Should audit and auditor failure be solely defined by identified material misstatements that result in restatements, and internal control failures? I don’t think so but Jay Hanson, PCAOB Board member, said so recently.
The AgFeed case is the mother lode for an SEC that says it’s ready to rack up some accounting fraud enforcement points and, perhaps, pursue a more aggressive enforcement approach to sparsely utilized Sarbanes-Oxley provisions like Section 304, clawbacks.
According to Freelancers Union, almost one-third of the American workforce is independent. That’s nearly 42 million people and growing. The staffing industry, which should support the wave of new freelancers, hasn’t adapted since William Russell Kelly founded the Russell Kelly Office Service in Detroit in 1946.
Exclusive From Monadnock Research: Big Four Fiscal 2013 Advisory Practice Rankings and Conflict Risk MetricsBy Francine • Mar 18th, 2014
This Monadnock Research Note offers an in-depth analysis of organic growth and strategic M&A in non-audit services for the Big Four audit firms, highlighting the growing risks associated with an increasing proportion of advisory relative to audit services at Big Four firms – and the conflict risk that this unique mix of services presents.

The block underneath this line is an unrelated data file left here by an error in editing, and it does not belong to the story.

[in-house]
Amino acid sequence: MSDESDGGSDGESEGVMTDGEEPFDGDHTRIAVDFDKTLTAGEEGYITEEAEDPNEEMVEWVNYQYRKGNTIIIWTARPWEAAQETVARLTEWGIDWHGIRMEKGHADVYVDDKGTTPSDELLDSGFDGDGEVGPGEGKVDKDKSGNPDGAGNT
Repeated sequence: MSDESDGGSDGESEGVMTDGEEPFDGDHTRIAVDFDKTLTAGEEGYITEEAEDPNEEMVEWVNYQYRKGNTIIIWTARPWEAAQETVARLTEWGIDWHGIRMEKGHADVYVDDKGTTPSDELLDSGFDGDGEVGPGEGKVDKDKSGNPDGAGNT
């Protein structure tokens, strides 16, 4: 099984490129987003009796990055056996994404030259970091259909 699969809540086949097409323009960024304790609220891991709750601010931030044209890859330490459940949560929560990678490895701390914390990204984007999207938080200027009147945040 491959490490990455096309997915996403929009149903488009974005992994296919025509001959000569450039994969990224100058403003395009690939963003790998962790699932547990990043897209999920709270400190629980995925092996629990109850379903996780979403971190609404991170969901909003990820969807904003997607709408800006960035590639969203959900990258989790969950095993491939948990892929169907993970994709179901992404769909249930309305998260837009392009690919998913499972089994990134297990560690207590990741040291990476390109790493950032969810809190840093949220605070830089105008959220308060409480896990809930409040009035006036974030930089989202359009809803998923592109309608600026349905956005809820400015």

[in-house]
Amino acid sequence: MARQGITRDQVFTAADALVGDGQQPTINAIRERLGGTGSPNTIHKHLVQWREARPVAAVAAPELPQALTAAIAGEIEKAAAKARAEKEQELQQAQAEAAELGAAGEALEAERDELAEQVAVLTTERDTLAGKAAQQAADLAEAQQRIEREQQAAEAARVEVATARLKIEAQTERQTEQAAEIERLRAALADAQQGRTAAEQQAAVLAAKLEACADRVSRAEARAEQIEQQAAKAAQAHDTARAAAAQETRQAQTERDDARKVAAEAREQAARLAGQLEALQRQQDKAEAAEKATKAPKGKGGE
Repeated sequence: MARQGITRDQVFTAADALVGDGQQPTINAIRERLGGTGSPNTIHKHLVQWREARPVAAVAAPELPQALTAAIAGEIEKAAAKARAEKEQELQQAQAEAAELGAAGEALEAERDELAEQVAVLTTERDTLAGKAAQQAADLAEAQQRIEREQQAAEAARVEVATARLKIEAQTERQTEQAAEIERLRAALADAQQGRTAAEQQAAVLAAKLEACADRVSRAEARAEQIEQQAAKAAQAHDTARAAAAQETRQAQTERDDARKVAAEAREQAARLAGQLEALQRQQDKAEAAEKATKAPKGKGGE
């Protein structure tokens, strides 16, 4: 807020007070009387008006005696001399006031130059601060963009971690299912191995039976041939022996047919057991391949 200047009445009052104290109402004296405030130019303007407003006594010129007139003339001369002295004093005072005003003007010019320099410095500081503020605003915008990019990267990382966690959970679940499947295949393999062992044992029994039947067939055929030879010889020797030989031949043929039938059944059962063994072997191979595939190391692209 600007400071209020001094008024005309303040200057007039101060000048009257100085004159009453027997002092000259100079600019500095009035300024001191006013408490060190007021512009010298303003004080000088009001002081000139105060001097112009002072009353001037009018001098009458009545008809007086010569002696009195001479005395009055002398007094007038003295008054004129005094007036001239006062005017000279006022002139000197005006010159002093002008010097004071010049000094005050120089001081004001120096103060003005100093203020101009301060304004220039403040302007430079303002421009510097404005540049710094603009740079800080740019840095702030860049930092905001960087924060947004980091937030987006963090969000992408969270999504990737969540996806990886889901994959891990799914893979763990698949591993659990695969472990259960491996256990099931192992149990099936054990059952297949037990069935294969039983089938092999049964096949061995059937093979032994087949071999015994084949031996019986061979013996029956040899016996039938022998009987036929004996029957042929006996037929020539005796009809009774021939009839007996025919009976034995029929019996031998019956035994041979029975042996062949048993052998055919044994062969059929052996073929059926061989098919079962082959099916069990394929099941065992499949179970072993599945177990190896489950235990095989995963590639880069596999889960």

Company executives and directors like to believe they can purchase a posse of “trusted advisors”. Instead, they’ve often only bought a gaggle of self-interested auditors, lawyers, and consultants. But to whom does each of those vendors owe loyalty?
AgFeed had the benefit of two PCAOB registered and inspected audit firms. There is no indication on either the SEC or PCAOB website of an investigation of either for what happened at AgFeed. Is this one going to end badly, too, like the Gately case?
It is highly unusual for a board member, especially an audit committee member, to be a fraud whistleblower for a public company. Milton Webster, a former AgFeed director, did it but he, unfortunately, won’t be around to see the result of his significant social and professional sacrifice.
Here’s a breakdown of some of what’s the same and what’s different about these three cases.
How do professionals forget what’s right and wrong? Adolf Eichmann was a “new type of criminal, who is actually hostis generic humani . . . [and] commits his crimes under circumstances that make it well-nigh impossible for him to know or to feel that he is doing wrong.”
My notes for guest lectures (there were two sections, back-to-back) February 10, 2014 for Bus F332/Law 725, Finance and Society, at Stanford University Graduate School of Business, taught by Professor Anat Admati. Emphasis: The auditors’ role in corporate governance in financial institutions and specifically how auditors not inadvertently stifle the actual use of compensation clawbacks.